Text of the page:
We explored the risks involved in sitting in a previous post, but standing for long periods (with or without high heels) is also a risk factor. Research has shown that the more hours one stands, the more likely it is that a vein issue will develop. Likewise, lying in one position for too long can cause serious vein problems. Patients in the hospital or on bed rest, for example, may experience a slowdown in blood flow that can lead to blood pooling in the extremities.

As Dr. Asbjornsen explained in her chapter “Risk Factors and Other Causes for Vein Problems” in the book Healthy Veins…Healthy Legs, it is possible to reduce some risk factors for vein disease.

There are many treatment options today that are minimally invasive and highly successful, but education and prevention are the most important keys to vein health. Even if you are not experiencing symptoms, a venous screening can evaluate the condition of your venous system, help you avoid blood clots, and help you begin lifestyle changes that can prevent symptoms from occurring. 

Tuesday, August 4, 2015

The risks of…sitting?

Are you sitting down? Chances are, you are! It seems like our whole world was designed to keep us in a seated position, usually in front of a screen, whether during work or leisure time.

Earlier this year, a recent article found that this overwhelmingly sedentary behavior increases our risk of getting preventable conditions, even if we exercise. The studies showed that physical inactivity (the fourth-leading risk factor for death for people all around the world, according to the World Health Organization) can lead to premature death from cardiovascular issues and cancer, as well as cause chronic conditions such as Type 2 diabetes.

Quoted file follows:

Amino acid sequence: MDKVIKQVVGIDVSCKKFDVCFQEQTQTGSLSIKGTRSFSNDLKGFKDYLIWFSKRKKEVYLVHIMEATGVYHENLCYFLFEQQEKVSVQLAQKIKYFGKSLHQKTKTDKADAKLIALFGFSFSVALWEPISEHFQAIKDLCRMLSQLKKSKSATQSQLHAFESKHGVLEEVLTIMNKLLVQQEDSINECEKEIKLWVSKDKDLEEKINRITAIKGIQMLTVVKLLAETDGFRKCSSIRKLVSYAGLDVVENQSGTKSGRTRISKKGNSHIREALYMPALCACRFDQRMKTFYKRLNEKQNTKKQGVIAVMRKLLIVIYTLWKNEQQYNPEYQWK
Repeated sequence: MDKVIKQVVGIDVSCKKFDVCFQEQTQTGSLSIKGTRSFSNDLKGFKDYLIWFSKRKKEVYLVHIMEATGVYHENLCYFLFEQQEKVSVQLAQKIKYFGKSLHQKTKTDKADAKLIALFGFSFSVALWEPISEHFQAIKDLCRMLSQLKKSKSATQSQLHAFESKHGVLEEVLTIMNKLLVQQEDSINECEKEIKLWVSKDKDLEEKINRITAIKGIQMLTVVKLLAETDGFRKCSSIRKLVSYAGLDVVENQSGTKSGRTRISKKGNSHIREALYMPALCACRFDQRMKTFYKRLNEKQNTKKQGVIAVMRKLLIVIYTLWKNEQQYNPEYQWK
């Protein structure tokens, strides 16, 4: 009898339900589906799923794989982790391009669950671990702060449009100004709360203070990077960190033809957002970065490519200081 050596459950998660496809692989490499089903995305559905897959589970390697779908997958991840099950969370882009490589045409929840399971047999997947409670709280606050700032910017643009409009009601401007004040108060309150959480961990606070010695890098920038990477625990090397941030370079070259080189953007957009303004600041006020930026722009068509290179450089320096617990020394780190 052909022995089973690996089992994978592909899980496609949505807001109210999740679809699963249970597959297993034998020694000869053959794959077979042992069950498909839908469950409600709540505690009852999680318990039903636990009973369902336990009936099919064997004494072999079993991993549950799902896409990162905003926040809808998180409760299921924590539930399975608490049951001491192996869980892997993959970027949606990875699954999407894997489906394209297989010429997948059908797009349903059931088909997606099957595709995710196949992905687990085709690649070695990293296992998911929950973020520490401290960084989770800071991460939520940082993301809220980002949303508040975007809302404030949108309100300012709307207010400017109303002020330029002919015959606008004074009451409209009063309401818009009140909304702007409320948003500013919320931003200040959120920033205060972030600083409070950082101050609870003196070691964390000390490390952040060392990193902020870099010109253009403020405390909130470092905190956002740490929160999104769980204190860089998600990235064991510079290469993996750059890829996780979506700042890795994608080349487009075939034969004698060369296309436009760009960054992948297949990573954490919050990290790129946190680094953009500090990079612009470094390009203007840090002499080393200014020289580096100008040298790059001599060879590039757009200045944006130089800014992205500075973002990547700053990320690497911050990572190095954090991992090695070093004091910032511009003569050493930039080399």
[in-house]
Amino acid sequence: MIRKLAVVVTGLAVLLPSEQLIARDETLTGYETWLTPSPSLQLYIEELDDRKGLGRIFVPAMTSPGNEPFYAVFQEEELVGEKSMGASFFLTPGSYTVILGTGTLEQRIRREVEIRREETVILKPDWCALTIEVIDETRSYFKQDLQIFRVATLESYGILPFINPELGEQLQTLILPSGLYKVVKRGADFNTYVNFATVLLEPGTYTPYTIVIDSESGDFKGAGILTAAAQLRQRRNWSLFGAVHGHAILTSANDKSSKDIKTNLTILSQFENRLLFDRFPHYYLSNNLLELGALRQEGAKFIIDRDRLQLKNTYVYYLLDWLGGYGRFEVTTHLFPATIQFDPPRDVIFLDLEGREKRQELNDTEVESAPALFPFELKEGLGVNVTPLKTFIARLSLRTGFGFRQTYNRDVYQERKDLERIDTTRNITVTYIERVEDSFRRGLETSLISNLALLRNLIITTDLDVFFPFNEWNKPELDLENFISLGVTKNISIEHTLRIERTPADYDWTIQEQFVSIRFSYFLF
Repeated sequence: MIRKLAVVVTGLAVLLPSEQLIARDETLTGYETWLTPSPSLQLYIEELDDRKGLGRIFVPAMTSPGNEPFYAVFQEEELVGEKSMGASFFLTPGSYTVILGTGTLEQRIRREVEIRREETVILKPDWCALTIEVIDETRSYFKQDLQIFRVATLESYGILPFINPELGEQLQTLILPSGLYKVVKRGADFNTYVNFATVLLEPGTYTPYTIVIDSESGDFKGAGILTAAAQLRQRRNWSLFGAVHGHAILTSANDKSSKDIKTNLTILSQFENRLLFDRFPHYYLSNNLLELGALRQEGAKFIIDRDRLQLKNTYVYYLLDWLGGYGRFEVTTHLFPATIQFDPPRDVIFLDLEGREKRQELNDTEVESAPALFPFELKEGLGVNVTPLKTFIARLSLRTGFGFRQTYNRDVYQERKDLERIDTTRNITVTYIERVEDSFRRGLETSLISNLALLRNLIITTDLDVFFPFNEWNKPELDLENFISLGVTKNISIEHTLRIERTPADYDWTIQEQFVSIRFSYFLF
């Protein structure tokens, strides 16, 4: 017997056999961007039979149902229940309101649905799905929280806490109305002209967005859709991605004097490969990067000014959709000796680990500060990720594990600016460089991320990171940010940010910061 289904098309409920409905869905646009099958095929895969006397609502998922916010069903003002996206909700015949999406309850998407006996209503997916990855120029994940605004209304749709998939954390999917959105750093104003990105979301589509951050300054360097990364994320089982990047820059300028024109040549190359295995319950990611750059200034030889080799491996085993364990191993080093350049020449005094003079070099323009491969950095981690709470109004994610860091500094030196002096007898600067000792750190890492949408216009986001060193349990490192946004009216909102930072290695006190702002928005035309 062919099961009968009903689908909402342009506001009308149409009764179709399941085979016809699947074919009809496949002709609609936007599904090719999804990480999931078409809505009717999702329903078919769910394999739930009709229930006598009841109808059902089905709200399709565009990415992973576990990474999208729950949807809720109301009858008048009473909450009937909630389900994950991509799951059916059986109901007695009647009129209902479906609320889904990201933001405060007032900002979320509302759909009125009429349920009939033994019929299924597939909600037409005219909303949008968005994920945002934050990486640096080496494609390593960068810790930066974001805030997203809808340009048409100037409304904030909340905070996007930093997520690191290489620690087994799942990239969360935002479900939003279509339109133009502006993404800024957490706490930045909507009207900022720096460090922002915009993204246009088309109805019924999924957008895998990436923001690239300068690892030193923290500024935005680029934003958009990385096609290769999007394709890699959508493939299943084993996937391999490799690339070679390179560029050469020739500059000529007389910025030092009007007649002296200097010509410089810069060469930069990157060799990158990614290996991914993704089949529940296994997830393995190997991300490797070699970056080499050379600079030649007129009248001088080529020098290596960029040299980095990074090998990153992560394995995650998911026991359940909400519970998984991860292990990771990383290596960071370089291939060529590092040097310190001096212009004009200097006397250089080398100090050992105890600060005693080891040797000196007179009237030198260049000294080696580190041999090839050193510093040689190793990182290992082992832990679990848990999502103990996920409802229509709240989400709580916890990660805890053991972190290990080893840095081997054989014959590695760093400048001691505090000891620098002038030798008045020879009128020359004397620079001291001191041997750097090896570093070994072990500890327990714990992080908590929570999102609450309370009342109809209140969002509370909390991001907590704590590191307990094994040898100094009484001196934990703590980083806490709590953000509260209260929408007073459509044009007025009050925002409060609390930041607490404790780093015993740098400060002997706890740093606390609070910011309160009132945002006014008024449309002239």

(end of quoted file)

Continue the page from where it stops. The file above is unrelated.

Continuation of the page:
Too much sitting can also increase the risk of getting varicose veins—and if you already have vein issues, you may notice that symptoms get worse after sitting for prolonged periods of time.

Why? The heart pumps oxygen-rich blood throughout the body through the arteries. Veins then carry blood from all the extremities back up to the heart. The blood in the legs travels up against gravity, so when the valves in the veins become damaged, blood flows back into the legs which leads to a “pooling” of blood in the veins that can manifest as varicose veins or spider veins. 

When you sit (or stand) in the same position for a long time, the blood doesn’t circulate properly and, over time, this can lead to varicose veins.

There are a several ways to help reduce the risk of getting varicose veins from sitting for too long:
  • Sit properly. Focus on good posture and avoid crossing your legs or sitting in ways that can compress veins for prolonged periods.
  • Elevate. Occasionally, rest your legs above your heart – for as long as 30 minutes or as briefly as three minutes. (For more tips on elevation, click here.)
  • Take a break. Take frequent walking breaks to avoid sitting or standing for periods of more than two hours.
  • Pump it. If you can’t move around that often – or are flying on an airplane – try flexing and pointing your foot to get the blood moving in your legs. (Click here to learn more about “the foot pump.”)
Of course, the best way to reduce your risk of getting varicose veins from sitting all day is to move around more – and be aware of just how much time you spend sitting down.